The Vegetable Imperative
Like many people, I don’t eat enough vegetables, despite having year-round access to some of the finest and freshest produce available. It’s not that I dislike this cornucopia of goodness, and it’s not that I wouldn’t know how to prepare and serve vegetables, because I’ve got an entire library of cookbooks, plus the Internet, at my fingertips. I really have no good reason.
I came to realize that, no matter how plentiful the produce items were in the market, I would always take a pass, simply because I didn’t have a recipe in mind for them. Mind you, if you asked me what was for dinner, I would have gladly embarked on a lingering soliloquy about my plans for a pork loin, or a roast chicken, or a steak. But inquire about a vegetable, any vegetable, and I would have replied with an uninspired shrug. Vegetables certainly don’t deserve this kind of indifference – after all, they’ve done no personal harm to me and, to the contrary, are the gateway to a plethora of health benefits. So, starting about two weeks ago, I sought to change my attitude with a new mental strategy that I call The Vegetable Imperative.
The first glimmer of The Vegetable Imperative came to me while I was cruising through the produce aisle to pick up my usual stockpile of onions and garlic. The realization was so simple and obvious, yet it has materialized into a very real impact on my cooking and eating habits. I decided that the first step towards eating more vegetables was just making sure that I always had them on hand, regardless of whether I had any idea of what I planned to do with them. I picked up enough vegetables for a week’s worth of dinners – cauliflower, zucchini, brussels sprouts, and carrots, all of which came to around $7. Did I have any clue what I was going to do with them? Not a one.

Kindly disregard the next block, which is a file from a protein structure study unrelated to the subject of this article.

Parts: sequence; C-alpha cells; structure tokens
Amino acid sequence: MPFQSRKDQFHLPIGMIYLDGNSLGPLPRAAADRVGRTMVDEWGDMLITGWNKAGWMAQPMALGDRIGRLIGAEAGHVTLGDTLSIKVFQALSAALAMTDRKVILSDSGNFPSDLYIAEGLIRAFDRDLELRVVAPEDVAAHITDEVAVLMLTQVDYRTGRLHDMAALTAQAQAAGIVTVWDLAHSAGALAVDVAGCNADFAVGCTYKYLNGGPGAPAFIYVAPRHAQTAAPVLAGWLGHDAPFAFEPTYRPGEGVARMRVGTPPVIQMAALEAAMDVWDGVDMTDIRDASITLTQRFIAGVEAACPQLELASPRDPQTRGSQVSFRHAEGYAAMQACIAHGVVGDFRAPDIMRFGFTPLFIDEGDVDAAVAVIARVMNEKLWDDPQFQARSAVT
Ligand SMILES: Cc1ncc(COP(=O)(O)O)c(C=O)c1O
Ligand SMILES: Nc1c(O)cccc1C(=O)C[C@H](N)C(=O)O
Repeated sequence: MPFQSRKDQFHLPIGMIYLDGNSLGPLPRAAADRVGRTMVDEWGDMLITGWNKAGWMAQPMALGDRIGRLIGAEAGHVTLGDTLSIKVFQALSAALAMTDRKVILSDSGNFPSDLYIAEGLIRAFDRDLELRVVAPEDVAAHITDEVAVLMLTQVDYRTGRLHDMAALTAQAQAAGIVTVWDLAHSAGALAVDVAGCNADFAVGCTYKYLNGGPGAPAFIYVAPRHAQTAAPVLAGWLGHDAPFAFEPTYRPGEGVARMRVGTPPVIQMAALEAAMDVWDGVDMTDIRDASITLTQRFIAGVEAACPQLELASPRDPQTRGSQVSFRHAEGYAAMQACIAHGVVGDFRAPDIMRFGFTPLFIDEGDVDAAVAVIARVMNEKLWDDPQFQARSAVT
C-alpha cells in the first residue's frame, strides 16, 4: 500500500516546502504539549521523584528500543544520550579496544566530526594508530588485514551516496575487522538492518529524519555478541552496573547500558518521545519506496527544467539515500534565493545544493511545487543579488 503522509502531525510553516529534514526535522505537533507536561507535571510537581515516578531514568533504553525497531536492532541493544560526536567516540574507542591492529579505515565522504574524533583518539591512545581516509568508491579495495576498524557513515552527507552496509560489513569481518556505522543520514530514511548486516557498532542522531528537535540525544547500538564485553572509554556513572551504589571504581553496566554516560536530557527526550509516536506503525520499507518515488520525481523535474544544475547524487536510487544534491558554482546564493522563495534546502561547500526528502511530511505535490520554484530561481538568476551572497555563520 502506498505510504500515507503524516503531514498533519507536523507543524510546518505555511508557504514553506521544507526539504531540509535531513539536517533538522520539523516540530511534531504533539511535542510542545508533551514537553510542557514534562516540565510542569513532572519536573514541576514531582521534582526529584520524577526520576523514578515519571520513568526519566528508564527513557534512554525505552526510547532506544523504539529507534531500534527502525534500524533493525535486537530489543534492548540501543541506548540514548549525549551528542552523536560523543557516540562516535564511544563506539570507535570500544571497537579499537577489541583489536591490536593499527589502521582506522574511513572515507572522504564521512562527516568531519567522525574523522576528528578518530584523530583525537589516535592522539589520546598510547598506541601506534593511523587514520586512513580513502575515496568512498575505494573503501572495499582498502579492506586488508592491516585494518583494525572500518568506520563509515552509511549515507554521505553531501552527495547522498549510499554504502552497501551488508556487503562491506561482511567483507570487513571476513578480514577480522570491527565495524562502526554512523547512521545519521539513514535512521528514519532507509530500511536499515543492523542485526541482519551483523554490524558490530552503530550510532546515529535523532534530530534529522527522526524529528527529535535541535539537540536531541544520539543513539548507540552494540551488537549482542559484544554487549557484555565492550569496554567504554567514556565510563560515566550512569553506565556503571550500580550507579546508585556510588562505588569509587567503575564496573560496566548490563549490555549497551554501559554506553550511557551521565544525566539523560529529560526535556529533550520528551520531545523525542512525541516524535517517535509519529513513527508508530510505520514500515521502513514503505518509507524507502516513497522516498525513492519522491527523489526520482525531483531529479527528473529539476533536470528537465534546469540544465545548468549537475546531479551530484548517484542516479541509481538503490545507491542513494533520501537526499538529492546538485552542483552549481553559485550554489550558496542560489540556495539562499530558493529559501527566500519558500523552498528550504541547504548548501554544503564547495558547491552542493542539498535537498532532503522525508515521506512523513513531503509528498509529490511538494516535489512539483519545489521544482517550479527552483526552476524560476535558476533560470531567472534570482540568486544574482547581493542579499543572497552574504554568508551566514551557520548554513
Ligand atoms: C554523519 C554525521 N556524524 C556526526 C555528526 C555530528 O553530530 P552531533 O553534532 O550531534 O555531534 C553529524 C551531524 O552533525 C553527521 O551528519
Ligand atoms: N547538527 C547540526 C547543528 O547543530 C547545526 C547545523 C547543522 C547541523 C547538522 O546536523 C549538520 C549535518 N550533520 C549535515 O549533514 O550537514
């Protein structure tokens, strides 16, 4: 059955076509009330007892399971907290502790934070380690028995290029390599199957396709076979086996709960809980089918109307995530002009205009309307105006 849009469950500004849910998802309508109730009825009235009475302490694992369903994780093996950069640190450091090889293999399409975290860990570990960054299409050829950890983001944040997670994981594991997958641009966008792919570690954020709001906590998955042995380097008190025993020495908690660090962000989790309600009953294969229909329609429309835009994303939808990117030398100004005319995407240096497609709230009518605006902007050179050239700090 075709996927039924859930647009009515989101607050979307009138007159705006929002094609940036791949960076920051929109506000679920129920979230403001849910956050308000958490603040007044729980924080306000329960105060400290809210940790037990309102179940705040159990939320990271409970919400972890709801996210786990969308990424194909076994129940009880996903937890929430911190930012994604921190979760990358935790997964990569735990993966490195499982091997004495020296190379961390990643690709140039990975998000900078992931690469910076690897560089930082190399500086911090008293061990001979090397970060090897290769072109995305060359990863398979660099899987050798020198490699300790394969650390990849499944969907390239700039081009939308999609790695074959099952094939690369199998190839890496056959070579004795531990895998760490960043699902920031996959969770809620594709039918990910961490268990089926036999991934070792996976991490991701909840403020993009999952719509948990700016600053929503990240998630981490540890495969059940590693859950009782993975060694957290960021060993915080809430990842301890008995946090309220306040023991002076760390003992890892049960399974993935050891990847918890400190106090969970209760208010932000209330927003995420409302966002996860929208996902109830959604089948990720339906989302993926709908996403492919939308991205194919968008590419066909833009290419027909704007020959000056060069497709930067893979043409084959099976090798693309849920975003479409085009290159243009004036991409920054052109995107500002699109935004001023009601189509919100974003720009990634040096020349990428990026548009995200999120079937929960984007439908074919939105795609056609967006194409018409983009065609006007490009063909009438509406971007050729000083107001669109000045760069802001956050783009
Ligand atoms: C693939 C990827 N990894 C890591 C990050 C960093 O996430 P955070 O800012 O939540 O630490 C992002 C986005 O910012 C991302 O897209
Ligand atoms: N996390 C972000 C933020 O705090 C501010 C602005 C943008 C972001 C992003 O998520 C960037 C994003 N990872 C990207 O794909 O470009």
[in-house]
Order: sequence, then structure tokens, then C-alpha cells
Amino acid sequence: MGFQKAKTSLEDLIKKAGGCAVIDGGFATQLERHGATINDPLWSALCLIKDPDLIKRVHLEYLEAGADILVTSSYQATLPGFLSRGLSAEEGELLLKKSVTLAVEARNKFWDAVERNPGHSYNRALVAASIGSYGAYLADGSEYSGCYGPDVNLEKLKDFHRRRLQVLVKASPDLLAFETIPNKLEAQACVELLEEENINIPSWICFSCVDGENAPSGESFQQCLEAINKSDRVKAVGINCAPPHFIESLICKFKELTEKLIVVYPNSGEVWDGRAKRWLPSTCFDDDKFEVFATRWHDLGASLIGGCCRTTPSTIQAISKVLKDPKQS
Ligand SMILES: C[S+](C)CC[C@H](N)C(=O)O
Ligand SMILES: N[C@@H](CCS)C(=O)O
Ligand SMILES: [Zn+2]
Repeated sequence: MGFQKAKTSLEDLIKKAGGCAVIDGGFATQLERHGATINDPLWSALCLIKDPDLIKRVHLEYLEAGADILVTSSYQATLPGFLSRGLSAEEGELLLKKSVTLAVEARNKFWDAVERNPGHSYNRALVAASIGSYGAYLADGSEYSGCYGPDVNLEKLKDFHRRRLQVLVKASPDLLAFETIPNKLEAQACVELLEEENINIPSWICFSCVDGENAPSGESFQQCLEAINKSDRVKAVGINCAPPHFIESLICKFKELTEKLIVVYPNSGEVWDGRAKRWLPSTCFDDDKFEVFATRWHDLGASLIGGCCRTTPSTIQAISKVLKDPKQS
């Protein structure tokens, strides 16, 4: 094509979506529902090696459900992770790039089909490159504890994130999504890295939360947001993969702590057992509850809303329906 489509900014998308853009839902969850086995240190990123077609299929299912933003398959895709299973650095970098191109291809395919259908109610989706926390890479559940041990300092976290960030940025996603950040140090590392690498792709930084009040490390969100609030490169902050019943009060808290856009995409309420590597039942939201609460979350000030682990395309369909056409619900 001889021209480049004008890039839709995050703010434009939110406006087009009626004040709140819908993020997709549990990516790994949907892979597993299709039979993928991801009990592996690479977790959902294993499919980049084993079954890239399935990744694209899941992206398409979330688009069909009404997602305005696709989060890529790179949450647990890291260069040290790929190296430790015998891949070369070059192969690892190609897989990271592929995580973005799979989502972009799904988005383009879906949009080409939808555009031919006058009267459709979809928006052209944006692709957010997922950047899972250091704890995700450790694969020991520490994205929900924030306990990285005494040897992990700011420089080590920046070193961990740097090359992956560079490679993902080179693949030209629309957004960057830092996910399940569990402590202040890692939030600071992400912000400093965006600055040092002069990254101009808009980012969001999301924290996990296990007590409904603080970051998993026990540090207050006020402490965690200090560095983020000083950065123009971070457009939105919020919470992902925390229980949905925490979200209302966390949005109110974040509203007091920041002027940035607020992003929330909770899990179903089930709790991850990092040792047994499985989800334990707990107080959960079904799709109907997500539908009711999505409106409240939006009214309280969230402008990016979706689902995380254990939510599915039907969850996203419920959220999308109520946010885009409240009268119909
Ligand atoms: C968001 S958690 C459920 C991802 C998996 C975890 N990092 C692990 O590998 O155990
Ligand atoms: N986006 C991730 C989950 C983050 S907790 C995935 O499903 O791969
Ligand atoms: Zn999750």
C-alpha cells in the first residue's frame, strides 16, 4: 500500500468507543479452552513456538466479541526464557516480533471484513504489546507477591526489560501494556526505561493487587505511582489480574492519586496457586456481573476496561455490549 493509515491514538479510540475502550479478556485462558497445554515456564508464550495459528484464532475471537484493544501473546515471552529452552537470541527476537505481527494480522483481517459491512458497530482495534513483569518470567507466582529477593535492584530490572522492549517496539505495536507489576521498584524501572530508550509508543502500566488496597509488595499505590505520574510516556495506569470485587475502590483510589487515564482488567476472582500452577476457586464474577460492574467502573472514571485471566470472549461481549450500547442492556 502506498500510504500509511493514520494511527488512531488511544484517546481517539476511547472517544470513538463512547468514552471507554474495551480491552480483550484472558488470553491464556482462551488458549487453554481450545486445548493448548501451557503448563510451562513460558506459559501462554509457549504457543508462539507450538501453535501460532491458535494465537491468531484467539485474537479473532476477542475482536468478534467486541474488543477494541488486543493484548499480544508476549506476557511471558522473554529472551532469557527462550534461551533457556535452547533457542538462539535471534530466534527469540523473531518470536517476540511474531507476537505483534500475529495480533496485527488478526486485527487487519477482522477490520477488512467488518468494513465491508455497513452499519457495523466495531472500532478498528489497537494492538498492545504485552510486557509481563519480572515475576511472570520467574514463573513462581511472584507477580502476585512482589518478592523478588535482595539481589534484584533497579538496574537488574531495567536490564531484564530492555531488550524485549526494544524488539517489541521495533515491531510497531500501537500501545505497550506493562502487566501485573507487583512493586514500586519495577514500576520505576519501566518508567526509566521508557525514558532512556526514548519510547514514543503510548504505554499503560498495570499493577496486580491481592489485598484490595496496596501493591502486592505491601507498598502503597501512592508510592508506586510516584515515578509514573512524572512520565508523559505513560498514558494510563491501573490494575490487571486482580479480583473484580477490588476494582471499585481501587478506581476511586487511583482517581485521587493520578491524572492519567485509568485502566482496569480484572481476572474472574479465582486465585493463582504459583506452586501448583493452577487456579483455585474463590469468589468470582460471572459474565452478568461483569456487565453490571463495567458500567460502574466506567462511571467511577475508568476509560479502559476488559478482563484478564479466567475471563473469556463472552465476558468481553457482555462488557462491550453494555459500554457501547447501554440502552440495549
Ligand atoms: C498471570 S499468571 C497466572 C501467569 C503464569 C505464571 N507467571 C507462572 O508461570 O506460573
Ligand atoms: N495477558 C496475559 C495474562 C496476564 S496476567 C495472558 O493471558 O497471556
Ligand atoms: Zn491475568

During the week, just knowing that I had these vegetables waiting at home for me was enough motivation to seek out recipes for them. Instead of thinking of ways to prepare a protein, and then devising vegetables as an accompaniment, The Vegetable Imperative compelled me to actively shift my focus so that the vegetable would be the highlight of the meal. The result? Cauliflower risotto, paired with a simple sauteed chicken breast. Strands of zucchini, tossed quickly in olive oil and garlic. A recasting of the risotto, this time molded into patties, floured, and seared until crisp. Ribbons of carrot, parboiled and tossed with butter and balsamic vinegar. Many of these recipes yielded so much food, there was enough for two and sometimes three meals. When was the last time you made chicken, and the recipe unexpectedly produced four times as much as you needed?
For each of these dinners, the protein accompaniment was served simply – a chicken or pork cutlet fried in a bit of olive oil, topped with salt and pepper, or a modest serving of salmon. By focusing my efforts on creating a meal that was centered on the vegetable, with the protein assuming the role of side dish, I was able to incorporate a greater number and variety of vegetables into my cooking without any real additional effort. Given the cost of produce versus the cost of meat, I was able to achieve a marginal cost savings at the checkout counter. And, personally, I found myself much more amenable to reheating a vegetable dish with a new protein than eating a rehash of a full-fledged chicken or pork recipe with a new side.